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Technologies' big news at EVS26
was a collaboration with Fuji Electric Corporation of America to add Fuji's 25-kW DC Quick Charging Stations into the ChargePoint Network
. In fact, the very first such charger on the network was sitting there in the booth, and actual deployment in the U.S. is scheduled for later this year. Coulomb is already neck-deep in actual deployments of electric vehicle charging stations: more that 6,300 non-residential stations are online now and Coulomb says that about half of all EV drivers in the U.S. have a ChargePoint card. To get the latest, we spoke with Coulomb's Michael Jones about the Multicharge SF
program and - yes - the SAE combo charger announcement
It's like the museum tour of electricity. It's really kind of scary.
First, about Multicharge SF, which is a partnership with the City of San Francisco, Coulomb and PG&E and is funded by the California Energy Commission. The goal, perhaps unsurprisingly for San Francisco, where upwards of 60 percent of people live in multi-family units, is to find a way for apartment dwellers to recharge their EVs. Jones said the city government took the lead and identified places where chargers would be most useful, then reached out to the property owners to get them interested. In the end, about 70 different properties applied to be a part of the $900,000 program - and around 45-50 of them will be selected to actually get some of the total of about 100 chargers. "[The locations] represent all the different demographics: large properties and small properties, condos, co-ops, TICs [tenant in common, which means one mortgage for multiple units] and rental communities," Jones said. The variety extends to different income brackets as well as new and old properties. "One of the things we ran into early on is that there are some incredibly old power systems in San Francisco. Glass tubes in the fuse boxes. It's like the museum tour of electricity. It's really kind of scary."
The only way to get this many different groups involved was to start with a diverse set of partners. "It has to be a multi-stakeholder proposition to really work in the region," he said. "If I didn't have the city out with its resources, legal and building codes and everything else, it would be impossible for me to organize all those things. It really becomes a great template that other cities and public-private partnerships can use."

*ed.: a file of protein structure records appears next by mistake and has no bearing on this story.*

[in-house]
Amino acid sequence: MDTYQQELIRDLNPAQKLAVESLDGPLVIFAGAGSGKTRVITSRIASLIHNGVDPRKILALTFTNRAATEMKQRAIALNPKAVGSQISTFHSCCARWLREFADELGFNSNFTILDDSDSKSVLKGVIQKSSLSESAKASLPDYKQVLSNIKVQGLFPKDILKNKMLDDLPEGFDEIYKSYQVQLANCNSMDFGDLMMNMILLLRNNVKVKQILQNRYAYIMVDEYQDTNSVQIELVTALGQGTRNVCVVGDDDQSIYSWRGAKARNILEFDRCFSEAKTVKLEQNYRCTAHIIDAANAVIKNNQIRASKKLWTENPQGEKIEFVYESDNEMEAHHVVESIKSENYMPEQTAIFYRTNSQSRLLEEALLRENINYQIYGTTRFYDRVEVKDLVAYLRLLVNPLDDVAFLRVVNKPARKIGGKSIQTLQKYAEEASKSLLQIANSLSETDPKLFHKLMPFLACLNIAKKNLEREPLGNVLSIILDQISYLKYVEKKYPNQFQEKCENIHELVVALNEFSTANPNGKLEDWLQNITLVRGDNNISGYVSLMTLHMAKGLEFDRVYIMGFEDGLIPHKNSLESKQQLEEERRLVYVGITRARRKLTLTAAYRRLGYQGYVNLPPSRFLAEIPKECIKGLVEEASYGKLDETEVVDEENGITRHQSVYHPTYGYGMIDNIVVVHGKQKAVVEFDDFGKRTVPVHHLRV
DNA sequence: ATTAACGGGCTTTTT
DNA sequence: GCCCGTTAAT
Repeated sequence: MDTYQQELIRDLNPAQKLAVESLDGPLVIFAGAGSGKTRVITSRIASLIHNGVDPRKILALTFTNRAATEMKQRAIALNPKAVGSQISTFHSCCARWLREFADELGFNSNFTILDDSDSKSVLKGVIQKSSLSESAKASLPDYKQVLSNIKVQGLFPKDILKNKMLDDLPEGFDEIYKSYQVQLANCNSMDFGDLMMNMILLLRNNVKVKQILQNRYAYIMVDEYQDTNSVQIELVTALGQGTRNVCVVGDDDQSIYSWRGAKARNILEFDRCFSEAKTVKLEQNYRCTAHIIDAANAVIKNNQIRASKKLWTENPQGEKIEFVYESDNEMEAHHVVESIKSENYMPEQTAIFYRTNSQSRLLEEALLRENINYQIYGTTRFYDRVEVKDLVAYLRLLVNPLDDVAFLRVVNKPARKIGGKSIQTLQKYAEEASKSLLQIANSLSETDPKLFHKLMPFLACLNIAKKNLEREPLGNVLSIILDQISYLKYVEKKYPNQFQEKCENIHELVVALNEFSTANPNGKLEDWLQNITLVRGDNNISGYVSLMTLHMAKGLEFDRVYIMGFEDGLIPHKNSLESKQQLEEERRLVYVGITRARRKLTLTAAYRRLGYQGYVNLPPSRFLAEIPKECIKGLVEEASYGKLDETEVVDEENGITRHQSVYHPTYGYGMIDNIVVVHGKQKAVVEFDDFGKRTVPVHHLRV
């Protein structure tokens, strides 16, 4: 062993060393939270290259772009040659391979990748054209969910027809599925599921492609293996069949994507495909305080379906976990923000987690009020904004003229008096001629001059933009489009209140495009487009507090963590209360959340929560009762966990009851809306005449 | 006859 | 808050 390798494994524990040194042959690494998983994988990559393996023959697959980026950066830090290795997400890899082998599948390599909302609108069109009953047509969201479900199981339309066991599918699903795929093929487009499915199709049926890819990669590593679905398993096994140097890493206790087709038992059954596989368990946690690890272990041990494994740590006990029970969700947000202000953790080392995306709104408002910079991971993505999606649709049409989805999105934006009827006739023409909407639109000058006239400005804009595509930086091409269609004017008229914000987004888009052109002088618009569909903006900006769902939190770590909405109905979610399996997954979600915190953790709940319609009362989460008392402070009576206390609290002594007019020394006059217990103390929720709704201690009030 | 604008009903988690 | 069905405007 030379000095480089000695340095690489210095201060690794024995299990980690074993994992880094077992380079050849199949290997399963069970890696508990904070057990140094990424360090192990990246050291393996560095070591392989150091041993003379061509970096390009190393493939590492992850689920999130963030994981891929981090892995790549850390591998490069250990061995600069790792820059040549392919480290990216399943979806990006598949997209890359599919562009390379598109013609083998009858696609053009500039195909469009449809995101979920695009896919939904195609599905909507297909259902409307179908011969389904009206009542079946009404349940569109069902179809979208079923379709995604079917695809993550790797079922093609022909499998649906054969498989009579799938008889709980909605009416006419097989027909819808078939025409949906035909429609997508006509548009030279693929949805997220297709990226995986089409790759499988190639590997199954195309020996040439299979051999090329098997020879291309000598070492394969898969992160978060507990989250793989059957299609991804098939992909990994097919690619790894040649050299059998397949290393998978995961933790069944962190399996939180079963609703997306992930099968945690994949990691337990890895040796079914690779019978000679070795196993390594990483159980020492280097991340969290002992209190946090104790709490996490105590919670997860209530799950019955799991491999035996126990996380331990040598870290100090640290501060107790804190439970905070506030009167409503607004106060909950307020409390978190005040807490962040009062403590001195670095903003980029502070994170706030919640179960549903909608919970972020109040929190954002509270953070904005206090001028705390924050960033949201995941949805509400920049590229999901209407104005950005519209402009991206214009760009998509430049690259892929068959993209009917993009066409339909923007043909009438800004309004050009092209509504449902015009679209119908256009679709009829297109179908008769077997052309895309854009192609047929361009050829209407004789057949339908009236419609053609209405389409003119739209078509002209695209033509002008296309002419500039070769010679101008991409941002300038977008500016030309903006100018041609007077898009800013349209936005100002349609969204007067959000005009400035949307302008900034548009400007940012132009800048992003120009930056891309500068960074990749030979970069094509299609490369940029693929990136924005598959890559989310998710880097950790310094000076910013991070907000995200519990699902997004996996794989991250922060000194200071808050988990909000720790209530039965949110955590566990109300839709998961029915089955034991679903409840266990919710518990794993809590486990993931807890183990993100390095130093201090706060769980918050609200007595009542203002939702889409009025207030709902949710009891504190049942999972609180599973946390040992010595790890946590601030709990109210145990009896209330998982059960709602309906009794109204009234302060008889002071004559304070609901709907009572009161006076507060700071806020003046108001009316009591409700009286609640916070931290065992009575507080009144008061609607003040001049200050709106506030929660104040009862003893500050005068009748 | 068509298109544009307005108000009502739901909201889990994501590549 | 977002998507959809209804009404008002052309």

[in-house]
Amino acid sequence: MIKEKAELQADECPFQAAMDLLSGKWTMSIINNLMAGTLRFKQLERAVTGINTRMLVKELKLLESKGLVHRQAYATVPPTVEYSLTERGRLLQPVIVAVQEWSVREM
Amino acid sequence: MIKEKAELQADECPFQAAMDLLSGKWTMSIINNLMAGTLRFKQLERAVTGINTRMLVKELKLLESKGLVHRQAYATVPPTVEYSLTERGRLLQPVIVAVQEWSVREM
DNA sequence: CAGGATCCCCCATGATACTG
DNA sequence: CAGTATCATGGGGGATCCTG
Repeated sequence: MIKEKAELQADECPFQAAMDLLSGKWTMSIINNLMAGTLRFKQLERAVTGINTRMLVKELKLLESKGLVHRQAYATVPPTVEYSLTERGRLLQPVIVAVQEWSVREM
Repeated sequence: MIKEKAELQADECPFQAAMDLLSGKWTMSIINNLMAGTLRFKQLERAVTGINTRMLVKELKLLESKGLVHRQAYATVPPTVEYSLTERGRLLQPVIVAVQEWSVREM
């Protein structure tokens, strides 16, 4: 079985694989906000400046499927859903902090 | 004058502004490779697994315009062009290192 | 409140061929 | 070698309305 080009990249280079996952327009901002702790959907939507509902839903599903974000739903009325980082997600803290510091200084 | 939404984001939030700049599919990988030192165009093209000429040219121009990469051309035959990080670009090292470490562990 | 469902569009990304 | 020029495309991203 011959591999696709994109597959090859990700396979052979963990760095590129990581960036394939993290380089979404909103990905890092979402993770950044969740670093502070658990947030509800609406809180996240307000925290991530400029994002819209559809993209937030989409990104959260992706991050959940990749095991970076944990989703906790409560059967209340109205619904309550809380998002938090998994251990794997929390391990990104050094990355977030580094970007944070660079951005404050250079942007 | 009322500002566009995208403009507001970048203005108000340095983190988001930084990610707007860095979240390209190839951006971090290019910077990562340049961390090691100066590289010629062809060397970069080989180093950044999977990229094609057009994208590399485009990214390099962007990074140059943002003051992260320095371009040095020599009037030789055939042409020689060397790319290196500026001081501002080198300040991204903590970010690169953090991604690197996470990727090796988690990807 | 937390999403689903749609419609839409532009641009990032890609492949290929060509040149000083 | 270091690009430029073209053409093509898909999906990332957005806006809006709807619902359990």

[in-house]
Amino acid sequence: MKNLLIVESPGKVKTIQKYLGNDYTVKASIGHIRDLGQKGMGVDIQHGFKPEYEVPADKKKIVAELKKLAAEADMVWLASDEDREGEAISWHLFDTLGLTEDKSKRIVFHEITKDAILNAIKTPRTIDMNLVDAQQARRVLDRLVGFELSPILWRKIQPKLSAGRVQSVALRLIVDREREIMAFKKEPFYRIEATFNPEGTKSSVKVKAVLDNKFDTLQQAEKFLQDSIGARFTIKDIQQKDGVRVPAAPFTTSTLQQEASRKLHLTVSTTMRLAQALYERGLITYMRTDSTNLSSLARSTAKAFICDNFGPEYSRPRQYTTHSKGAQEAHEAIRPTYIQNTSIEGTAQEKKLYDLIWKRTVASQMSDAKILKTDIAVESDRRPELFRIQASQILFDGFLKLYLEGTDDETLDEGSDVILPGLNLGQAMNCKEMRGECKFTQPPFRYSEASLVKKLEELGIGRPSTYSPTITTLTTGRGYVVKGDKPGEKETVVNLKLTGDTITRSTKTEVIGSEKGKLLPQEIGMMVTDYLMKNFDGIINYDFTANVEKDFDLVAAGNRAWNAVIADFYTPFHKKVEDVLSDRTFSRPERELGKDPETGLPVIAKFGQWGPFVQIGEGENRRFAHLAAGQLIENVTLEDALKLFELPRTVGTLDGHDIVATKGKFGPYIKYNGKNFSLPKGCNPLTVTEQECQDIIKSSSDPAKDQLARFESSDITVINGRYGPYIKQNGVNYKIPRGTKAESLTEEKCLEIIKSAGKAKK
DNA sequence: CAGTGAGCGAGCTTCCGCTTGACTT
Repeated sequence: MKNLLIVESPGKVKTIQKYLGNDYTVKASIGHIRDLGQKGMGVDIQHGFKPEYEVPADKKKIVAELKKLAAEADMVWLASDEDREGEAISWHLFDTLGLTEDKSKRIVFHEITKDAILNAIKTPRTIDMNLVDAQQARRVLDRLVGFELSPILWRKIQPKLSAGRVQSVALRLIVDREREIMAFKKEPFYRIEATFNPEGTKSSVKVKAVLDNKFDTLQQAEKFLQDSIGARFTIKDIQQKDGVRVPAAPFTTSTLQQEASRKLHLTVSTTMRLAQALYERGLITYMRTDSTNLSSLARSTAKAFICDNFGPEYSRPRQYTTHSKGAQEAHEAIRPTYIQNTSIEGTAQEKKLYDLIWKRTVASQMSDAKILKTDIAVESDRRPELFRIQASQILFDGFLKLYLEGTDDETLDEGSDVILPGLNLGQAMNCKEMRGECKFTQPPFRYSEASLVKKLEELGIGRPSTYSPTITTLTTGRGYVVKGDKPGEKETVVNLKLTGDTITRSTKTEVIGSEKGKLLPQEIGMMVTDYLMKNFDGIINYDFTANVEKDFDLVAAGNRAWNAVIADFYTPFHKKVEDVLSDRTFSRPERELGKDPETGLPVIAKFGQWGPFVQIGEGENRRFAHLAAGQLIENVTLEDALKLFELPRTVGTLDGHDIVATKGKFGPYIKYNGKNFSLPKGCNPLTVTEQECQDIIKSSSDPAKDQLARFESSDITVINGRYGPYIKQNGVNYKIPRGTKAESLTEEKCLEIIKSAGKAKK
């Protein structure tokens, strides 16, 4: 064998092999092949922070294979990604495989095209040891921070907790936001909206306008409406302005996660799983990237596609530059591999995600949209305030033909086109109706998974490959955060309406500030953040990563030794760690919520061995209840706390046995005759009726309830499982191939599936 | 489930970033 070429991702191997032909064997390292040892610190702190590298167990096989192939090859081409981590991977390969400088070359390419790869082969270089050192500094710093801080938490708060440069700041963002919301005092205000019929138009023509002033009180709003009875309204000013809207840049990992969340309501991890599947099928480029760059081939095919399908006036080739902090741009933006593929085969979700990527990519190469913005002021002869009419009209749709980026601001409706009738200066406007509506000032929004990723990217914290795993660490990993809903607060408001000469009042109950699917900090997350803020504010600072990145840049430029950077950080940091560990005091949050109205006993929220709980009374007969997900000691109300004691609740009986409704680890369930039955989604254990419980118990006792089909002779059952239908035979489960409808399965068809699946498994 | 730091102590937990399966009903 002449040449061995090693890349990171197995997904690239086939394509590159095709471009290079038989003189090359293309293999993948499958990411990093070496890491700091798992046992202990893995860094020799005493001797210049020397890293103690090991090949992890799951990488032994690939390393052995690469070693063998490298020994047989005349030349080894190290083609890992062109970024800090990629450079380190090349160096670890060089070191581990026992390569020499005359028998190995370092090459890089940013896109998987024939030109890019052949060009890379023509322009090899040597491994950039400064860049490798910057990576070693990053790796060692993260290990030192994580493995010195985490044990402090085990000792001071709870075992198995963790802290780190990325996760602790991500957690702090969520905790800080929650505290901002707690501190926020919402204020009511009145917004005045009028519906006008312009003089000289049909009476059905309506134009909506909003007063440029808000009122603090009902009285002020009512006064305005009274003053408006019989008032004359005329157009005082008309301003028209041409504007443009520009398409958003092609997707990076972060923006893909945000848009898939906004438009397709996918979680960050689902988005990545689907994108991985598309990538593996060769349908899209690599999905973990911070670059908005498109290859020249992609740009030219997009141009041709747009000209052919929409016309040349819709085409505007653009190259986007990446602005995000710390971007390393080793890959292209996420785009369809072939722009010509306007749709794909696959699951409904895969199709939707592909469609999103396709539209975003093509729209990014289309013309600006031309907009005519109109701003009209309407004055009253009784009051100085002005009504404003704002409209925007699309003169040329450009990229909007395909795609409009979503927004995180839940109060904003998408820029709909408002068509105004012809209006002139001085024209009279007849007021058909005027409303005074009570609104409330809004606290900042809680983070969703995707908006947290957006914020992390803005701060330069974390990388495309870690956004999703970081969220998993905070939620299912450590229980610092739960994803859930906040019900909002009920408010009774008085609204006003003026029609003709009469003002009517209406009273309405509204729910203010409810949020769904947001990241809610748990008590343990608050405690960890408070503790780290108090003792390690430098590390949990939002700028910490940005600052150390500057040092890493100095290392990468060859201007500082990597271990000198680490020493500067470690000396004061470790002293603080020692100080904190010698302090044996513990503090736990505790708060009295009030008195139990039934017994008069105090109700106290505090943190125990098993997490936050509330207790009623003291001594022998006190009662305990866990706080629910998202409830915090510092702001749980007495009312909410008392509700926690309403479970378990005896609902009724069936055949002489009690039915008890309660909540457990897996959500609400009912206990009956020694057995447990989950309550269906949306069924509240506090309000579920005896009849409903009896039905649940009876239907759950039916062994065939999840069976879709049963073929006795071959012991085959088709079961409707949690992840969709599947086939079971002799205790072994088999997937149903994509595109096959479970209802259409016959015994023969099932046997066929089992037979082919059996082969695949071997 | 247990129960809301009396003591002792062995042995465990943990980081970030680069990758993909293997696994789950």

For example, Jones said, there's a rule in San Francisco that says that if you charge money for a parking space, you need to register as a parking operator. So, how does that apply to EVs? Does every building owner who installs a charger then need to go get a parking license? The city attorney is currently researching the answer to this question, he said, adding that the mayor standing by to quickly go to bat and get the rules changed if it is determined that the answer is "yes."
With its Chargepoint Network, Coulomb doesn't really care what connector people are using to get their cars on the grid. As long as the communication systems are there, Chargepoint can work with whatever kind of charging station is out there. But he did have a few things to say about the SAE combo charger. Specifically, that it doesn't encourage fast infrastructure deployment.
"Having that Level 2 standard [J1772] gives certainty to drivers," Jones said. "With fast charging, because you still have competing standards, I think that makes it a pilot proposition for a lot of communities as far as really getting behind a specific charger type. I think until the market coalesces around a technology, you're still just going to see a lot of uncertainty about what to deploy on any large scale."
As Coulomb works to solve some of the infrastructure problems, others arise. The trick is to not have partners hesitate too much, and so get as many chargers into use as makes sense.
Continue reading EVS: Coulomb readying San Francisco with 100 stations, finds "museum tour of electricity"
EVS: Coulomb readying San Francisco with 100 stations, finds "museum tour of electricity" originally appeared on AutoblogGreen on Wed, 16 May 2012 14:00:00 EST. Please see our terms for use of feeds.Permalink
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